Legal and regulatory.

The impact of regulation on the Group’s strategy is likely to continue to increase; the current pace and depth of regulatory reform and supervisory activity is already high and there are indications that this may further intensify. The changes fall into three categories:

  • Delivery of current/known UK and EU regulatory initiatives.
  • Adapting to the changed UK regulatory architecture.
  • Adapting the way we do business under the new regulatory culture.

Delivery of current/known UK and EU regulatory initiatives:

Solvency II: Current indications suggest that the implementation of the long-awaited EU-wide requirements on capital adequacy and risk management rules is unlikely before 2017. The final details of Solvency II are still to be resolved and the overall timeline for development of the full rules remains challenging. We remain particularly concerned that there should be appropriate stabilising measures to dampen volatility and pro-cyclicality for providers of long-dated financial products and we are encouraged by the progress made to develop these measures, including the matching adjustment for annuity products.

Retail Distribution Review (RDR): The RDR changes, which applied to advised sales of retail investment products, came into force on 31 December 2012. The RDR banned product providers from paying commission to advisers. It also required advisers to change the way they describe their services to customers, including the way they will be charged for advice. Furthermore, it required advisers to meet new professional qualification standards.

Pensions reform: From 1 October 2012, the first tranche of employers were required to enrol most of their current and future employees into a workplace pension scheme. This requirement will be rolled out across all employers over several years. Auto enrolment is a significant act of Government intervention into pensions. With full implementation, the Department of Work and Pensions expects between six and nine million new participants in pension saving.

Gender directive: The implementation of the EU’s gender directive, which forbids price discrimination on the basis of gender, was implemented in December 2012.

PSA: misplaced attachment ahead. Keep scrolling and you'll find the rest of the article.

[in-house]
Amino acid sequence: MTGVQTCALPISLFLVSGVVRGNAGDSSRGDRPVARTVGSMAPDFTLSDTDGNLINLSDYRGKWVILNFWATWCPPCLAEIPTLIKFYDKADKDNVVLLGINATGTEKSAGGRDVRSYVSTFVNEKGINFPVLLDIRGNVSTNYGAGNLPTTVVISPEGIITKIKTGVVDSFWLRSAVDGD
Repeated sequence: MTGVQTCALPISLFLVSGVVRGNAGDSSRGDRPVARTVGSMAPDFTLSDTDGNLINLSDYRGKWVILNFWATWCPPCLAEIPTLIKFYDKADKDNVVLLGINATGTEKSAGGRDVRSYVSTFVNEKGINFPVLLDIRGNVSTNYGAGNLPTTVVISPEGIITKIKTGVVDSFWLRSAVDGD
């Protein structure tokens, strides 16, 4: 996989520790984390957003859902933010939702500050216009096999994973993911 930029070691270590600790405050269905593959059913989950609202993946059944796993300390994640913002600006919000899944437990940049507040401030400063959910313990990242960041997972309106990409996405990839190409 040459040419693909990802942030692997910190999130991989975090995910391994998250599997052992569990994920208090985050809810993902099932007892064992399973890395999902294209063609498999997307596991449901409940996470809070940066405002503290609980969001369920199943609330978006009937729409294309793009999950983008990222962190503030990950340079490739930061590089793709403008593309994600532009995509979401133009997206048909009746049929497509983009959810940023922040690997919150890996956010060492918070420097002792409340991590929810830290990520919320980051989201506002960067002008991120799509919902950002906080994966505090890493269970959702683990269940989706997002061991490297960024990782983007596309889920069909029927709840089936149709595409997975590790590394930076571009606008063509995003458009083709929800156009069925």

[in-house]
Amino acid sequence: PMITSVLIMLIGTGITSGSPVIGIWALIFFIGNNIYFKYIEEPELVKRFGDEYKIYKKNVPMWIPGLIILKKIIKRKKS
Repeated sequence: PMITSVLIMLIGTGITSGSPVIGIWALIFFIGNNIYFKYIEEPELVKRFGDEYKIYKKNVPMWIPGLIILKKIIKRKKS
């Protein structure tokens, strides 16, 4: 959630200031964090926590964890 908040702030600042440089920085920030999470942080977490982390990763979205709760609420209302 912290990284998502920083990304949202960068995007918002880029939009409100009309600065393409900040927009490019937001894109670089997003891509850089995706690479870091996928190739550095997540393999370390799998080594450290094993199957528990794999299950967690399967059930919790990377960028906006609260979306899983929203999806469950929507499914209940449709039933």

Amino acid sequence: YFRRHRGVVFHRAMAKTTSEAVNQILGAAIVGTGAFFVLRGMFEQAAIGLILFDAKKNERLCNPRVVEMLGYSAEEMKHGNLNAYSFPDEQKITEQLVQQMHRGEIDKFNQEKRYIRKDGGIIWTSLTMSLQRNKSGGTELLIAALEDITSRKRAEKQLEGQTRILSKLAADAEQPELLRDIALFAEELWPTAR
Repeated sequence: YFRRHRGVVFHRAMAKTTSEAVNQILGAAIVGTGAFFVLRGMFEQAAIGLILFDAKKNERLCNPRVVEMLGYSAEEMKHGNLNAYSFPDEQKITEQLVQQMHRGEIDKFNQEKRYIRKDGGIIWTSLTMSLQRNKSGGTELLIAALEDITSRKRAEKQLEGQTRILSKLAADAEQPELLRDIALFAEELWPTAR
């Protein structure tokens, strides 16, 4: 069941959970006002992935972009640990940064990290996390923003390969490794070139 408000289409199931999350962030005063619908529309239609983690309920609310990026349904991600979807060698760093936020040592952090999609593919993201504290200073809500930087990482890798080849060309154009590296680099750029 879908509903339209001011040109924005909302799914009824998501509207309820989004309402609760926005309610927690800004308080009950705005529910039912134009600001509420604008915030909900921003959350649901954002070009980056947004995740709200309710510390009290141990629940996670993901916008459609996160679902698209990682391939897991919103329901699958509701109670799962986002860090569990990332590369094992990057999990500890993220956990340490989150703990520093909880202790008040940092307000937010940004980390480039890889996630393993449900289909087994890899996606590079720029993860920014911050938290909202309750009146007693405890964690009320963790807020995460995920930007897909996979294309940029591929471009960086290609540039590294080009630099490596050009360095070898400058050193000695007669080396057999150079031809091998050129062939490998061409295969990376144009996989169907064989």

Mortgage Market Review (MMR): The FSA recently consulted on a major package of regulatory reforms for the mortgage market, setting out new standards for, among other things, responsible lending, disclosure, suitability and distribution of mortgage products. In its response to this consultation, the FSA has indicated that MMR reforms will be implemented in April 2014.

Retail Conduct EU Directives: The Commission’s reviews of the Markets in Financial Instruments Directive (MiFID), Insurance Mediation Directive (IMD), Undertakings for Collective Investments in Transferable Securities (UCITS) and the new Packaged Retail Investment Products (PRIPs) proposals may bring about changes to the way most insurance and investment products are sold in the UK.

Adapting to the changed UK regulatory architecture

The Financial Services Act 2012 means the FSA will be replaced with the Prudential Regulation Authority (PRA), the Financial Conduct Authority (FCA) and the Financial Policy Committee (FPC), from 1 April 2013. These changes give rise to:

Regulatory culture and focus: We expect the new regulators to use their powers both more assertively and frequently to deliver their objectives, act more quickly and be more judgement-based, with a lower risk appetite than the FSA.

Enhanced regulatory powers: The Financial Services Act provides the new regulators with fresh powers to support their regulation and supervision of firms.